March 02, 2022

Article at Carlton on Authory

The Future of Cars


Cars are wonderful – when they are few in number. An excess leads to urban paralysis. Electrifying the global fleet will take many years (BloombergNEF estimates that only 8 percent of the 1.4 billion cars worldwide will be battery powered by 2030), and e-cars are not magically slimmer than fossil-fuelled cars so can only add to traffic congestion.

Instead, for mobility, public health, and net zero reasons, many of the world’s leading cities are looking to either remove cars from their streets or severely restrict their movement.

Take Birmingham, for instance. Britain’s “motor city” has been steadily ripping out much of the car-centric infrastructure designed in the 1950s and 1960s by the city’s chief engineer Sir Herbert Manzoni. His progressive- for-the-time “concrete collar” is being chipped away and replaced with people-friendly squares and car-free streets.

Alongside investments in pedestrianisation and public transport, many cities including Birmingham, also incentivise micromobility.

This is roofless, short-distance urban transport encompassing electric scooters, bicycles, gyroscopic mono-wheels, and yet-to-be-invented but no doubt just-around-the-corner hoverboards.

More than 1,000 cities worldwide now have city-owned bike share schemes or, at less financial exposure, allow the use of venture capital funded micromobility fleets such as rental e-scooters. (Private e-scooters are currently illegal to ride in the UK.)

Cities—especially those with elected mayors—understand they must build for resilience in the face of climate change.

Cars are increasingly seen as a menace to the city, with traffic jams no longer considered a marker of economic success.

Four-wheel vehicles have been causing urban congestion for hundreds of years. Describing a busy London road in 1726, Robinson Crusoe author Daniel Defoe said the highway was “exceedingly throng’d” and, in his diaries, Samuel Pepys railed against the carriage snarl-ups of a hundred years earlier. London’s roads have been widened many times since, and new roads added, but still there is paralysis.

When an excess of people move around cities strapped into mobile living rooms, nobody gets anywhere fast. The average motor traffic speed in central London is 7.8 mph, or slower than Pepys’ horse and carriage.

The ancient answer to this “last mile” problem was to walk, most European cities were designed for and by pedestrians, yet for journeys of more than a mile getting around by shanks’ pony is ploddingly slow, and, without a roof, it can be a journey negatively impacted by the weather. (With no central locking, it’s less secure, too.)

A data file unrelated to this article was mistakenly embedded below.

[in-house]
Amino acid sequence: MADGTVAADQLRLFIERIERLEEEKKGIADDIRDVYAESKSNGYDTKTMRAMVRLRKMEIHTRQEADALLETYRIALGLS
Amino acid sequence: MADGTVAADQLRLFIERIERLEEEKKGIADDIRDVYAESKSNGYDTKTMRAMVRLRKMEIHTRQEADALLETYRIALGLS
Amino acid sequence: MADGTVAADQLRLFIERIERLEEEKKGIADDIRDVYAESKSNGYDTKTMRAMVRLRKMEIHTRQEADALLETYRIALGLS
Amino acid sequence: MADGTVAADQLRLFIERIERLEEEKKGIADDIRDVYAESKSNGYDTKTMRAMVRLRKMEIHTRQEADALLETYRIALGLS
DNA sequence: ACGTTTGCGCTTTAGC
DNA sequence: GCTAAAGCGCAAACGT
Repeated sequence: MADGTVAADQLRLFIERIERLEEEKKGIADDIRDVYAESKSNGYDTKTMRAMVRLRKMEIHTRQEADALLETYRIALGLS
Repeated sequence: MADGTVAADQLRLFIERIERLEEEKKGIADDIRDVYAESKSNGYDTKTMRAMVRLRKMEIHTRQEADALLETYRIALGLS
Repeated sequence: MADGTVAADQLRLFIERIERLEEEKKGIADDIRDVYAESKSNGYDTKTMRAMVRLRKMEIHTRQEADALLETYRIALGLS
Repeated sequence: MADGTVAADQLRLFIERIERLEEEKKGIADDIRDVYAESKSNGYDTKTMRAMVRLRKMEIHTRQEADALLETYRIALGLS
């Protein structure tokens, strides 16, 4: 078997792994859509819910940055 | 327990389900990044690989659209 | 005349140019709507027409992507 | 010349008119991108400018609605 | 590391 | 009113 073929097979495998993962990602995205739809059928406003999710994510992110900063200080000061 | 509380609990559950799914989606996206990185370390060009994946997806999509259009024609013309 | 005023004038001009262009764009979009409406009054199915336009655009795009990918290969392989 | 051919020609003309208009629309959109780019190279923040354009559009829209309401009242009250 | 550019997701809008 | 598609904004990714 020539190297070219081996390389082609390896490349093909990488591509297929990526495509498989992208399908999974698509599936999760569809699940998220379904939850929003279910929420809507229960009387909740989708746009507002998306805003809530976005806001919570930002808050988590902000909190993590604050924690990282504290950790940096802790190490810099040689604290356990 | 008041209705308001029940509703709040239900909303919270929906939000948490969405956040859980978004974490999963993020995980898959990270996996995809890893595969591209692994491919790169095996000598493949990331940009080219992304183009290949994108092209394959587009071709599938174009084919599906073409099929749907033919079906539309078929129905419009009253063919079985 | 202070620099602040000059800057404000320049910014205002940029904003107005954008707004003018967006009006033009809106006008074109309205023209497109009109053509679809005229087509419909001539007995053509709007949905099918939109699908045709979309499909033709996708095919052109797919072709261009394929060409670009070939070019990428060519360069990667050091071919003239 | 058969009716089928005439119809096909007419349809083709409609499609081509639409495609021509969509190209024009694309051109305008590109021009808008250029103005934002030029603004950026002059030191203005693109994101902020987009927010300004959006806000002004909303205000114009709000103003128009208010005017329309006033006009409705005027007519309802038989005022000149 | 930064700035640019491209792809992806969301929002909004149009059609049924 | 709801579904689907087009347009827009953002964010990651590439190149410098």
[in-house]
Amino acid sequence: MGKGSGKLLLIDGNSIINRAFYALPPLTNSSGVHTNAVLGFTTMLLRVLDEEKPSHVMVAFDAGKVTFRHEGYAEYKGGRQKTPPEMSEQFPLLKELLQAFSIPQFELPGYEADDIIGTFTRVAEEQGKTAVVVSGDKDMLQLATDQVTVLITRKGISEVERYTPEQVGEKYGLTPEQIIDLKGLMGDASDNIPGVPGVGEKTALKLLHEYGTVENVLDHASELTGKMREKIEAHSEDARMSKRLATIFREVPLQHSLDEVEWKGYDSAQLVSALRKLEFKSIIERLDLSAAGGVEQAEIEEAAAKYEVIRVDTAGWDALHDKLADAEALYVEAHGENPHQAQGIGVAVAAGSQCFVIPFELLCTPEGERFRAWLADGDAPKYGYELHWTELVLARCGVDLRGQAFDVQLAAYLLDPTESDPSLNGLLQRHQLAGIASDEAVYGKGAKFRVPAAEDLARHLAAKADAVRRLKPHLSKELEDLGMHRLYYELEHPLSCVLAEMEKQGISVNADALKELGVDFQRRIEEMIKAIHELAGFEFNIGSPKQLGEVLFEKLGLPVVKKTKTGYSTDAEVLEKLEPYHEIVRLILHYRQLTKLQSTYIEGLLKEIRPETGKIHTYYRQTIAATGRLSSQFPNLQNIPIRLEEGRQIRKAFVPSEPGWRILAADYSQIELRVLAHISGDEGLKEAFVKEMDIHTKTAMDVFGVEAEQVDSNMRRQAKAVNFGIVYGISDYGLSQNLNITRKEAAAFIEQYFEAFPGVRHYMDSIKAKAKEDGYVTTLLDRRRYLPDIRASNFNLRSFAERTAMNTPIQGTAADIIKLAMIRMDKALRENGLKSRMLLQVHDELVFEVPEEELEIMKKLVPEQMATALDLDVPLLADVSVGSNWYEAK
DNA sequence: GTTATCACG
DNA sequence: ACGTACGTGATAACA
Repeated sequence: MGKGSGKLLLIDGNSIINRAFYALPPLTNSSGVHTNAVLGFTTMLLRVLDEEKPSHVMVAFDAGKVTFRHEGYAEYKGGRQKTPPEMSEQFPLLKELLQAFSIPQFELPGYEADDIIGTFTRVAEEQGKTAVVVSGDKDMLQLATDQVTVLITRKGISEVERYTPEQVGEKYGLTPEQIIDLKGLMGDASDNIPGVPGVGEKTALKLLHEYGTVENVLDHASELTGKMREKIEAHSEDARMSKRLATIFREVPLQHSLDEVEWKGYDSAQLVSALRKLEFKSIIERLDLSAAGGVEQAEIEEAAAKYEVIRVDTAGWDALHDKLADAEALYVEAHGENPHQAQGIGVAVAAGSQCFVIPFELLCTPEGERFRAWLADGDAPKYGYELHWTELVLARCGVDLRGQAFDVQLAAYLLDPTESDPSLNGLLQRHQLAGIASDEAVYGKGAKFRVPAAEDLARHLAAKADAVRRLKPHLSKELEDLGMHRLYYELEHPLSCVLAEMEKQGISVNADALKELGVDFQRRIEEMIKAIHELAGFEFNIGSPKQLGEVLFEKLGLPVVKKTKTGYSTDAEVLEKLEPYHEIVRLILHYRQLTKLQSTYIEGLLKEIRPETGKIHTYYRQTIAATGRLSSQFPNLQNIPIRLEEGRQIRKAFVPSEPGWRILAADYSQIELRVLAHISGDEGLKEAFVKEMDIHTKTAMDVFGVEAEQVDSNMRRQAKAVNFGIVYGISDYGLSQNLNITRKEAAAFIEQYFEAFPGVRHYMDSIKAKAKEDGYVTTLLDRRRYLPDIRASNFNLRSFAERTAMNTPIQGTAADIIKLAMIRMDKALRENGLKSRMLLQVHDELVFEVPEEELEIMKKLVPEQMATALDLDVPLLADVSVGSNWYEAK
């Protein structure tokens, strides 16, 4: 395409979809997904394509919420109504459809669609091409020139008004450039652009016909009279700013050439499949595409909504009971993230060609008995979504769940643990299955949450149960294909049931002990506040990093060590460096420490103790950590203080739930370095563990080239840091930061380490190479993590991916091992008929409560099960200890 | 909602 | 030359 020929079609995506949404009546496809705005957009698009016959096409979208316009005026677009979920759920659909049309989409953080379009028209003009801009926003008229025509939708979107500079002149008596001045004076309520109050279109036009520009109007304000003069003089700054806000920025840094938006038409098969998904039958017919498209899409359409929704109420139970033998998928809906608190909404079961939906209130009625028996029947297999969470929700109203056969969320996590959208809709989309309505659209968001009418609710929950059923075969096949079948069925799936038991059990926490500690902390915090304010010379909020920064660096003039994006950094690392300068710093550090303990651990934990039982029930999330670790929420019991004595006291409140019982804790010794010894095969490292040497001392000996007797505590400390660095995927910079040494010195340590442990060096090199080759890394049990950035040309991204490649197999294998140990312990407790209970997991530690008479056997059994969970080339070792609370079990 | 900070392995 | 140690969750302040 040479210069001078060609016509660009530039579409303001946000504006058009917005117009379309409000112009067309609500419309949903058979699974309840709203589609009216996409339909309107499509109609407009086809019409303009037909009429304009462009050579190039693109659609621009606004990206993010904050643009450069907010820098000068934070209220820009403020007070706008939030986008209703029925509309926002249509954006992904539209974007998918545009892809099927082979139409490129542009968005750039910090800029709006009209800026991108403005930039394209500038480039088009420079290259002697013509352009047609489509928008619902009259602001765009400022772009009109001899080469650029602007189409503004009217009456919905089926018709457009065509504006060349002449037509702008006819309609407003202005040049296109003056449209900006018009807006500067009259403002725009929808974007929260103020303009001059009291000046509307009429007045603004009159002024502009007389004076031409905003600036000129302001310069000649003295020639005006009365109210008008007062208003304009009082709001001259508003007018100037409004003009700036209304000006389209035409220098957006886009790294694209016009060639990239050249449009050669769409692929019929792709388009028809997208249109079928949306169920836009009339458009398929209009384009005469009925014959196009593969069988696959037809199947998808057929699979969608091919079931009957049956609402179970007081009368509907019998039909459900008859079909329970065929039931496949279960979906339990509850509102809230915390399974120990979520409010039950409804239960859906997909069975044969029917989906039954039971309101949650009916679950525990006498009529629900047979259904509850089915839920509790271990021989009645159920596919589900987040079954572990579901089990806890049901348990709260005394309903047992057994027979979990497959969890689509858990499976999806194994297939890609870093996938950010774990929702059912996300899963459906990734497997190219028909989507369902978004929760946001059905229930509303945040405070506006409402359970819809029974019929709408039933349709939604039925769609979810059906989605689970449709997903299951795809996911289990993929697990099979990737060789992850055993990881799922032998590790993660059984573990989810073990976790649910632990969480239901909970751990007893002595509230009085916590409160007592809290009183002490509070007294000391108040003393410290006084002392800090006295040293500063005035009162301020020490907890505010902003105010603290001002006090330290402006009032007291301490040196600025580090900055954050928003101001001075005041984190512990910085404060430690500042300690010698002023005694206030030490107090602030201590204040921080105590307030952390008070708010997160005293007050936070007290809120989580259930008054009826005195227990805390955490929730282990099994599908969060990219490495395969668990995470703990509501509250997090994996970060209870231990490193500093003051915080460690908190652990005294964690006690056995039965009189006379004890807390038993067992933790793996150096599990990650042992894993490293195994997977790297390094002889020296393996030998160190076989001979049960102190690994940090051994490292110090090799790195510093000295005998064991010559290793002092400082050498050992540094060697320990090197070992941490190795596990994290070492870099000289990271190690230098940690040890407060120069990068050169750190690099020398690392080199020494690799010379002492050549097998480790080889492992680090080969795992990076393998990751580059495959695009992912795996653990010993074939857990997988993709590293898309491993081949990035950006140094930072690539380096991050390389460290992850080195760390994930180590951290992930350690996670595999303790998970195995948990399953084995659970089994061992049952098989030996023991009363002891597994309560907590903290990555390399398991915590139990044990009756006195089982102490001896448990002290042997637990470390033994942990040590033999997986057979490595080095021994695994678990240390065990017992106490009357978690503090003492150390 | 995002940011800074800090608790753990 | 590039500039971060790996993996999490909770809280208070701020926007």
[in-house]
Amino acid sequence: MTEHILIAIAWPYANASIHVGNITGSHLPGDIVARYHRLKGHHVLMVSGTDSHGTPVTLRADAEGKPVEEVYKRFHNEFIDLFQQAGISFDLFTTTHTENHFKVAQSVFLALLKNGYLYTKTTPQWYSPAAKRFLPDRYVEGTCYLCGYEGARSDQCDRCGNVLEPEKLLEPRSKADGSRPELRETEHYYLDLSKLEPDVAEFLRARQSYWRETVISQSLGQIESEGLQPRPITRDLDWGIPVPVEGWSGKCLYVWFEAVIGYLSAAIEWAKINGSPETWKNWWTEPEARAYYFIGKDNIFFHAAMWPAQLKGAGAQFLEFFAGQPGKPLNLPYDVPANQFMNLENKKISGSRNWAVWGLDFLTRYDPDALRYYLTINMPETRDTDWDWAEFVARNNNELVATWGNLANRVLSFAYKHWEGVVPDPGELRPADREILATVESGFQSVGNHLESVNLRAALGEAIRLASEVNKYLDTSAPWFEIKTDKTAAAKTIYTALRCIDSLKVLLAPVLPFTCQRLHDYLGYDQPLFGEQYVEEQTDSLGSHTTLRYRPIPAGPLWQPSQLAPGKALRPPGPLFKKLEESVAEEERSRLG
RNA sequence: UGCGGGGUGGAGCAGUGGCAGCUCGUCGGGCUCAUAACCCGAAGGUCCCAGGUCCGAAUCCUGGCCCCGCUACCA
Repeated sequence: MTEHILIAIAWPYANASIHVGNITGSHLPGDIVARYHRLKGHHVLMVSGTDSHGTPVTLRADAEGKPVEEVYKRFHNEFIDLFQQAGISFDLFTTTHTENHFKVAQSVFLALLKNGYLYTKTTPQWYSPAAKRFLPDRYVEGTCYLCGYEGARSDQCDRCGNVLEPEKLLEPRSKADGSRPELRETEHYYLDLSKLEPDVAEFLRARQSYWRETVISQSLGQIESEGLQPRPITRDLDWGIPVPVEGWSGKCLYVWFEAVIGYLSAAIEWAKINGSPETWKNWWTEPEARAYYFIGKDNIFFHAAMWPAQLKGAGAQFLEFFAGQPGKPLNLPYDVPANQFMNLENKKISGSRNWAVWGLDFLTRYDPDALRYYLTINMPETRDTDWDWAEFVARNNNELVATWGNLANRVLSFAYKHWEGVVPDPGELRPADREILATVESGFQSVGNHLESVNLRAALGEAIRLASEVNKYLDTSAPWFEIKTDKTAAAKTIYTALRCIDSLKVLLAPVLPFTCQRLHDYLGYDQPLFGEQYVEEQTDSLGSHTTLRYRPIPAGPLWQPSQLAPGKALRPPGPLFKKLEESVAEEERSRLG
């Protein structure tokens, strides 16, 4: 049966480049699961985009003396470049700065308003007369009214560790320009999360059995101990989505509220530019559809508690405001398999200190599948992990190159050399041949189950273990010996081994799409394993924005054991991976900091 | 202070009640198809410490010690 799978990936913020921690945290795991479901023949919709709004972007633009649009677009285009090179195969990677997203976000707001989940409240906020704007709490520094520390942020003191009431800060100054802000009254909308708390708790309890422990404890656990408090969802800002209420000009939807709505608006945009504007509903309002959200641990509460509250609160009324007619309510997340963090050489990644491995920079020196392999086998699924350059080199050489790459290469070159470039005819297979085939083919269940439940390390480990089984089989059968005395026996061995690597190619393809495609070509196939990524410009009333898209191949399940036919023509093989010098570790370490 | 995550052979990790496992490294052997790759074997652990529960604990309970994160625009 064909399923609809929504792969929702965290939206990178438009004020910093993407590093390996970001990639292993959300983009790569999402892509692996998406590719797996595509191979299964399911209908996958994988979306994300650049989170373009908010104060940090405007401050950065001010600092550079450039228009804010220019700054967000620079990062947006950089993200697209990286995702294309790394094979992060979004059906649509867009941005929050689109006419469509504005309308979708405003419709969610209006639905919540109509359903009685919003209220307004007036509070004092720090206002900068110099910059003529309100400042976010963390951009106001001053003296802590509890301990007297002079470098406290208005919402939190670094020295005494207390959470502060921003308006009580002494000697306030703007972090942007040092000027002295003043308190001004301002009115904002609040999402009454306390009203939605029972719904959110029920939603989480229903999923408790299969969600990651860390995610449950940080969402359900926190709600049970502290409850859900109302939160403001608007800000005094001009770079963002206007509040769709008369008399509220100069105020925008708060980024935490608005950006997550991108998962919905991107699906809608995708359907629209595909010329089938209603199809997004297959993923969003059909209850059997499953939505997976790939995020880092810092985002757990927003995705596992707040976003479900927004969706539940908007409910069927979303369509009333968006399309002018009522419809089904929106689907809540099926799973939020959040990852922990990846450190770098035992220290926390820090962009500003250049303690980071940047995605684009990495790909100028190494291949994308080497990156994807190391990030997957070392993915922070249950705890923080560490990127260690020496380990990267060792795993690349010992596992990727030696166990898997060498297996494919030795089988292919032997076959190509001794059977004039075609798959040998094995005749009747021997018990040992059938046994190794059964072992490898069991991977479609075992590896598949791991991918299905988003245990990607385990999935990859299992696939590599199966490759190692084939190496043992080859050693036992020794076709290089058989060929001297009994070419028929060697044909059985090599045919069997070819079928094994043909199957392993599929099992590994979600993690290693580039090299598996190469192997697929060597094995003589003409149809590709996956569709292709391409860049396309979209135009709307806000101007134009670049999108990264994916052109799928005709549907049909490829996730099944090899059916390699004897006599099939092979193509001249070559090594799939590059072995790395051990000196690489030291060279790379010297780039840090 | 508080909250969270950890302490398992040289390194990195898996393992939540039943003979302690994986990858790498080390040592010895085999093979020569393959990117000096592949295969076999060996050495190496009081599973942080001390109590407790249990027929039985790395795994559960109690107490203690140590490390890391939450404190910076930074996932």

A revolutionary form of skinny roofless transport and critically, a speedy one, appeared in 1885. J.K. Starley’s close-to-the-ground Rover Safety bicycle “set the fashion for the world,” boasted a later company advert.

When shod with John Boyd Dunlop’s pneumatic tyres, a race winner in 1889 and commercially available for transport cycling in 1890, the generic Safety proved to be the perfect pedestrian accelerator.

The world, briefly, went bicycle mad (think Amsterdam on steroids), but another of 1885’s transport introductions supplanted the “peoples’ nag.” In that year, Karl Benz bought tricycle parts from the House of Bicycles, Germany’s biggest bike shop, to create his Patent-Motorwagen, the world’s first motor car.

Forty years later, cities first ripped apart to accommodate trains were ripped apart again to accommodate cars.

From the 1930s, walking, cycling, and public transport were all sidelined, and planners such as Manzoni in Birmingham, Donald Gibson in Coventry, Sir Charles Bressey and Patrick Abercrombie in London, and Robert Moses in New York only had eyes for cars.

We essentially live in the urban world they created, but as can be seen from reshapings taking place in Barcelona, Brussels, and, yes, even parts of London, Coventry, and New York, this isn’t, and can’t be, the future.

Paris has already turned densely packed motor roads into people-only boulevards and is actively disincentivising motoring by removing parking places.

The so-called 15-minute city of the future, where every need is nearby, won’t be designed for driverless electric cars but for buses, trams, shoe leather (if we’re still eating cows), bicycles and e-scooters.

This isn’t a new prediction. “I would stake my reputation, my money, and my time on the fact that ten years from now, this will be the way many people in many places get around,” stated the robotics innovator Dean Kamen in 2001. He was describing a compact transportation device that cost $100 million to develop and which was to be, he said, “to the car what the car was to the horse and buggy.”

At the time, Apple’s Steve Jobs gushed: “If enough people see this machine, you won’t have to convince them to architect cities around it; it’ll just happen.”

The machine? The Segway. There are still some dotting around, but the Segway did not  reshape cities, mainly because most jurisdictions restricted where they could be ridden.

Restrict a transportation mode’s amenity and use fades. Likewise, increase the convenience of that transport mode and usage grows.

The recent introduction of Low Traffic Neighbourhoods (LTNs)—where streets are fully open for cyclists, pedestrians, skateboarders, e-scooter riders, and wheelchair users, but partially closed to motorists proved initially controversial in many places, but once residents got used to them, they began to see, feel, smell and hear the benefits.

People on adjacent streets have already started to clamour for LTNs of their own. Before long, communities and then whole cities will have removed all but essential car use, eventually freeing up streets for more slimline, lightweight modes of transport such as cycling and the current and future forms of micromobility.